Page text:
*For many years, I’ve served as a spiritual advisor on Texas’ Death Row. For all my guys that were executed, there were very few people fighting for them. In fact, most executions in Texas are rarely publicly challenged at all.
Every couple of years, a death penalty case arises that draws the interest of the wider public. Most of these cases don’t get any attention until months (sometimes even days) before the actual execution is about to take place. In that short amount of time, supporters seek to galvanize the public to stop the execution. In most of these cases, innocence is claimed. Families are marched out in front of the cameras. Attorney’s claim new evidence. Organizations are launched. New witnesses pop up. Celebrities speak out about the case. Leaders of these moments promise to do whatever it takes to stop the execution. Final interviews with the condemned take place that are broadcast incessantly. Posts, editorials, signs, marches and rallies are all utilized. Everyone demands an answer to the same question, “Are you going to stand by as the state executes an innocent person?” Unfortunately, most of the time these efforts are not successful. In time, the executed person is forgotten, and the state goes on about the business of executing other people. When asked about the case later, those involved always declare that they did all that they could do. When I think about all of the cases that came before, I often doubt such words.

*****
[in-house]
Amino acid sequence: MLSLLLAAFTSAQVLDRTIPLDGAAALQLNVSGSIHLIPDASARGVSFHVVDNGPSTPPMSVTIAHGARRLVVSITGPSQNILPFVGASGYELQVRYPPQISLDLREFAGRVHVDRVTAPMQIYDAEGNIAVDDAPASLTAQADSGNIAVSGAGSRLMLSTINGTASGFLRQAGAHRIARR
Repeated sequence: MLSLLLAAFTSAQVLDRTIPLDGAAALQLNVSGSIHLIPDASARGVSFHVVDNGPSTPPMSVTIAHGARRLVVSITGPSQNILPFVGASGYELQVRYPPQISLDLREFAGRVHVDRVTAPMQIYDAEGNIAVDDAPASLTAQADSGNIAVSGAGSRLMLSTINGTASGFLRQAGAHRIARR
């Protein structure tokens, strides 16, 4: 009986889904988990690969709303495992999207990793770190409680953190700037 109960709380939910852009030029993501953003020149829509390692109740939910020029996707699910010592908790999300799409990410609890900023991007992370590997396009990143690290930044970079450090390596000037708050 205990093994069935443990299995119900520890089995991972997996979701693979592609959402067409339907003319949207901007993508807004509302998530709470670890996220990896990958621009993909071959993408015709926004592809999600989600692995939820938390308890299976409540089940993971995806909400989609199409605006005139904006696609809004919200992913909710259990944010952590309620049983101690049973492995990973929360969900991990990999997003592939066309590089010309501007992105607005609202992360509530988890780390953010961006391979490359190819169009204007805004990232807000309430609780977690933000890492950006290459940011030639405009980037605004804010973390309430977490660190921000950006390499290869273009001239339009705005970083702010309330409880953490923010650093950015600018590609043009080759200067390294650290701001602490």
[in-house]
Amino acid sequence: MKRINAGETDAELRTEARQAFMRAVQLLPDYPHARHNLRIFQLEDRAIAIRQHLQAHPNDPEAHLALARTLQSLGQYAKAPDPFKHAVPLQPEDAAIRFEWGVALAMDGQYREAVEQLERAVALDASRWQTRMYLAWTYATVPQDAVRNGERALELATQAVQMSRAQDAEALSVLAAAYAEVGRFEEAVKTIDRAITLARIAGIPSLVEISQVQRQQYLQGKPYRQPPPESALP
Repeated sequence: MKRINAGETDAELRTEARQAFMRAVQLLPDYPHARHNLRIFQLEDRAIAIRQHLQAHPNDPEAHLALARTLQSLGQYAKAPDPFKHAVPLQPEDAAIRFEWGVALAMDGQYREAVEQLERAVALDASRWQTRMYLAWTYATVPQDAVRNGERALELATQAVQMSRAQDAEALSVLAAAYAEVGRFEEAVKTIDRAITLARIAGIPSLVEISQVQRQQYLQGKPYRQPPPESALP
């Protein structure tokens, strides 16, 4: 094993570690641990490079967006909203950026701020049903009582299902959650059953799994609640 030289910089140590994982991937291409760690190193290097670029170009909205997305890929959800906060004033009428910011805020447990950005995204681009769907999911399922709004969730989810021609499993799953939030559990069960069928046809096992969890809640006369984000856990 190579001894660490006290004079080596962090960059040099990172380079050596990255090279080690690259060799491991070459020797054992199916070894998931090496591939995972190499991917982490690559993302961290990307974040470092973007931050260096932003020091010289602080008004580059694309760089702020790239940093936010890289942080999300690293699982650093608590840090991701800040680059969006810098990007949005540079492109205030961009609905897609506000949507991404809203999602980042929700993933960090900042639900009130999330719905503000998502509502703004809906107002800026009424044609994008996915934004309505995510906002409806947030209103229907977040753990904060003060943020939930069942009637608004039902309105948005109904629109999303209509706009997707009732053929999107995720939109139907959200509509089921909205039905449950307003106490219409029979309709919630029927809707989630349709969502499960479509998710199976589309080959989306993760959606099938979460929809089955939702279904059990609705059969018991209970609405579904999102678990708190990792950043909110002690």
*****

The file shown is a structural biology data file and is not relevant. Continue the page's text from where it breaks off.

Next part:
Melissa Lucio is innocent of the February 2007 murder of her daughter, Mariah. The death was an accident. The confession that Lucio gave police was coerced. The state presented no evidence that Lucio had ever abused any of her children. Lucio had terrible representation at trial. The Cameron County District Attorney who prosecuted the case was later sent to prison for corruption in similar cases. Other key pieces of evidence have been called into question. If Melissa Lucio is executed, it won’t because of any of this information. If Lucio is executed…and those on death row who come after her…it will be because most of her supporters have only gotten involved in this case as it has garnered public attention. Knowing this, state leaders just ride these types of cases out…because they know they will only have to endure such pressure every couple of years…and my fear is that that’s what’s about to happen in this case.
Since 1982, 573 people have been executed in Texas. With that in mind, easily less than 10 have received the type of attention that Melissa Lucio’s case is. Imagine if all 573 had. Would we still be sitting here talking about this? I doubt it.
Less than one week prior to Melissa Lucio’s scheduled execution on April 27, convicted cop-killer over 80 years-old Carl Buntion is scheduled to be executed. Why isn’t anybody talking about Buntion? Because…unfortunately Lucio’s supporters only seem to care about their moment…and not the wider death penalty abolition movement. If people continue coming in and out of the movement like this, there will be plenty more Melissa Lucios and Carl Buntions.